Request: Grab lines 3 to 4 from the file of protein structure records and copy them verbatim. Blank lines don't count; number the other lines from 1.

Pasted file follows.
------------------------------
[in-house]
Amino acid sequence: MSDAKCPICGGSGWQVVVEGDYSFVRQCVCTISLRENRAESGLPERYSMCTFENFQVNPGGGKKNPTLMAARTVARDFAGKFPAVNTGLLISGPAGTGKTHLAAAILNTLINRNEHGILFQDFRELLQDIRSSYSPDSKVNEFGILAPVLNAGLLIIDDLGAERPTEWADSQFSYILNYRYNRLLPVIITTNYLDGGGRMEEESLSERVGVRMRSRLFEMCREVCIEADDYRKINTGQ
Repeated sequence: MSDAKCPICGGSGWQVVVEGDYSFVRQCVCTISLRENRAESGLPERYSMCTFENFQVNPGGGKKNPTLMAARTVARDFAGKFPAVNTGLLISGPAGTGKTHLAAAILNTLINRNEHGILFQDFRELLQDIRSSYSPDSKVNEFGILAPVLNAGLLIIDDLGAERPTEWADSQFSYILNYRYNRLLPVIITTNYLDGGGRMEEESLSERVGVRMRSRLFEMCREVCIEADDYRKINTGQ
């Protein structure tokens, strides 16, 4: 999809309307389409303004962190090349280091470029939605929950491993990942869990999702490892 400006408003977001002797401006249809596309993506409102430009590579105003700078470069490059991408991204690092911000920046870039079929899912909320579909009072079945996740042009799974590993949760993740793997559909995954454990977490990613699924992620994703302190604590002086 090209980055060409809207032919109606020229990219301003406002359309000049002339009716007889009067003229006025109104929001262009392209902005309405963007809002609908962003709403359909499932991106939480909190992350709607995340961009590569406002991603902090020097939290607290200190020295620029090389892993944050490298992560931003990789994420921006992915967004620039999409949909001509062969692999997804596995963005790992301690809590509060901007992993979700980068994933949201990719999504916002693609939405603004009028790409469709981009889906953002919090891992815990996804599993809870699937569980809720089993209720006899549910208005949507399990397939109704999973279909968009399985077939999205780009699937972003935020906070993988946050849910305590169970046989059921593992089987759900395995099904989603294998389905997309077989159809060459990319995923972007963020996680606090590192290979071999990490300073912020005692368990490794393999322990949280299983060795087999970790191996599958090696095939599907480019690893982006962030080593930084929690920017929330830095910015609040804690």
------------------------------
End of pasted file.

Repeated sequence: MSDAKCPICGGSGWQVVVEGDYSFVRQCVCTISLRENRAESGLPERYSMCTFENFQVNPGGGKKNPTLMAARTVARDFAGKFPAVNTGLLISGPAGTGKTHLAAAILNTLINRNEHGILFQDFRELLQDIRSSYSPDSKVNEFGILAPVLNAGLLIIDDLGAERPTEWADSQFSYILNYRYNRLLPVIITTNYLDGGGRMEEESLSERVGVRMRSRLFEMCREVCIEADDYRKINTGQ
């Protein structure tokens, strides 16, 4: 999809309307389409303004962190090349280091470029939605929950491993990942869990999702490892 400006408003977001002797401006249809596309993506409102430009590579105003700078470069490059991408991204690092911000920046870039079929899912909320579909009072079945996740042009799974590993949760993740793997559909995954454990977490990613699924992620994703302190604590002086 090209980055060409809207032919109606020229990219301003406002359309000049002339009716007889009067003229006025109104929001262009392209902005309405963007809002609908962003709403359909499932991106939480909190992350709607995340961009590569406002991603902090020097939290607290200190020295620029090389892993944050490298992560931003990789994420921006992915967004620039999409949909001509062969692999997804596995963005790992301690809590509060901007992993979700980068994933949201990719999504916002693609939405603004009028790409469709981009889906953002919090891992815990996804599993809870699937569980809720089993209720006899549910208005949507399990397939109704999973279909968009399985077939999205780009699937972003935020906070993988946050849910305590169970046989059921593992089987759900395995099904989603294998389905997309077989159809060459990319995923972007963020996680606090590192290979071999990490300073912020005692368990490794393999322990949280299983060795087999970790191996599958090696095939599907480019690893982006962030080593930084929690920017929330830095910015609040804690």